A landlocked, mountainous country, Switzerland's geographical position in central Europe and studious neutrality have given it the access and political stability to become one of the world's wealthiest countries.
Switzerland has for centuries been a neutral state, which means that it cannot take part in armed conflict unless it is attacked. Its forces can only be used for self-defence and internal security.
It joined the United Nations only in 2002. Surrounded by the European Union, it is gradually engaging more closely with its powerful neighbour and other international organisations.
Although it lies close to the geographical centre of Europe, and most of its trade is with its European neighbours, it is not an EU member. A referendum in 2001 went against opening talks on joining.
Membership of the European Economic Area was also rejected by referendum in 1992 and Swiss-EU relations are now based on an extensive range of bilateral agreements.
At a glance
- Politics: Switzerland has a collective head of state, the Federal Council. Each year, a council member is chosen to fill the post of Federal President. Referendums are central to the political system of direct democracy
- Economy: Switzerland is a centre of global wealth. Investors use its banks as a safe haven from world financial turmoil. Banking secrecy is a cornerstone of the industry, but has come under fire outside Switzerland
- International: Formally-neutral Switzerland joined the UN in 2002. It remains outside the EU, but is in the passport-free Schengen zone. Immigration is becoming an area of dispute with the EU
Country profiles compiled by BBC Monitoring
Ties became closer in 2005 when a referendum backed membership of the EU Schengen and Dublin agreements, bringing Switzerland into Europe's passport-free zone and increasing cooperation on crime and asylum issues. A further referendum the same year opened the job market to workers from the 10 newest EU member countries.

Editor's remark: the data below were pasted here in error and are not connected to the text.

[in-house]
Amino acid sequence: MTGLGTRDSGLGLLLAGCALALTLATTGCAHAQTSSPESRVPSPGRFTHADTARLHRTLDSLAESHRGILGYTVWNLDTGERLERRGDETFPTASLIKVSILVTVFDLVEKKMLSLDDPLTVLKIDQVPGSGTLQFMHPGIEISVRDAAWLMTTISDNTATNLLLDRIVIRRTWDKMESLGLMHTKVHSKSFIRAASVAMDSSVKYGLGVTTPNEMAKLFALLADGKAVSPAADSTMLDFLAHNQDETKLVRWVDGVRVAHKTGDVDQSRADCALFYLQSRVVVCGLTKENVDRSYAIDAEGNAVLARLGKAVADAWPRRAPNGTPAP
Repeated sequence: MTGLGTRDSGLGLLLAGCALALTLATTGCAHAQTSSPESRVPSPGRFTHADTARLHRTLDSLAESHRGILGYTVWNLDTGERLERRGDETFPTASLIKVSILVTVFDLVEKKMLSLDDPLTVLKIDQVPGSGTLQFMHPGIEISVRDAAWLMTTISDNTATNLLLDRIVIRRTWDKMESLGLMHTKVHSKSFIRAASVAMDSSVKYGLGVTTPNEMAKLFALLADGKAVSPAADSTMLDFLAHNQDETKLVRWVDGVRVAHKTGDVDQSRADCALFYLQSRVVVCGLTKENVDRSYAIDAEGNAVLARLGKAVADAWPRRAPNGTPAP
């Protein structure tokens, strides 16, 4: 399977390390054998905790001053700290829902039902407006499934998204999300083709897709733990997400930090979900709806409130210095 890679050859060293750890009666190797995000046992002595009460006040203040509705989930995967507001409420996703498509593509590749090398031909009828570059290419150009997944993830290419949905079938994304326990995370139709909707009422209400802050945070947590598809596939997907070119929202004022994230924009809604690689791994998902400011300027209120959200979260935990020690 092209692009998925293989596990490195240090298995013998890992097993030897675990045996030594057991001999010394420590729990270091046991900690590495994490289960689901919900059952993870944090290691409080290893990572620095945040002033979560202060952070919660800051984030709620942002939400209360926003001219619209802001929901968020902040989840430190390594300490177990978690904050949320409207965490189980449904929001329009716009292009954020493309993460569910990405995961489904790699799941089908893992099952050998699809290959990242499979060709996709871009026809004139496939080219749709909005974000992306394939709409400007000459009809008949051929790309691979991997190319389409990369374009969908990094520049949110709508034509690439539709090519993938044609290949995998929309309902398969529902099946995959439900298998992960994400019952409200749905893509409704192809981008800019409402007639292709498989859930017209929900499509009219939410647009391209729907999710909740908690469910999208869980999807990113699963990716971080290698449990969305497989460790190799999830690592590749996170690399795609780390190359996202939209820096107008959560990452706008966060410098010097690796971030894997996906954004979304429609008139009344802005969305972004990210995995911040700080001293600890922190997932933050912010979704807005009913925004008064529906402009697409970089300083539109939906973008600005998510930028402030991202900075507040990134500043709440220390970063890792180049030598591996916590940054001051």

At the same time Switzerland has been gradually acceding to international pressure to allow greater scrutiny of its famously secretive banking sector, amid growing concerns about money-laundering and the financing of terrorist groups.
The country forms a European cultural and linguistic crossroads, with about two-thirds of the population speaking German, around one-fifth French and about 7% Italian. Romansch, the fourth national language, is spoken by less than 1% of the population.
The people are given a direct say in their own affairs under Switzerland's system of direct democracy, which has no parallel in any other country.
They are invited to the polls several times a year to vote in national or regional referendums and people's initiatives. Constitutional proposals and major international treaties must be put to the vote, and parliamentary decisions can be subjected to a vote by collecting 50,000 signatures.
The question of immigration has risen sharply in public life in the early 21st century, as foreign nationals - overwhelmingly from the rest of Europe, including Turkey - rose to number 20% of the population. The anti-immigration Swiss People's Party became the largest party in parliament in 2009, and minarets on mosques were banned in a referendum in 2009. The government has taken steps to cut immigration from eastern Europe.
The tradition of a citizen army, seen as an essential part of Swiss neutrality, runs deep. During the Cold War the Swiss maintained one of Europe's largest land-based armies. The extremely costly militia system, under which every adult male was conscripted and remained in the reserves until middle age, has been slowly streamlined.
The government expressed its regrets over the country's behaviour in World War II following a report by an independent panel of historians on Swiss relations with the Nazis. The report found that the authorities had known what lay in store for the Jewish refugees to whom they closed their borders in 1942, and had assisted the economy of Nazi Germany, although not to a degree that prolonged the war.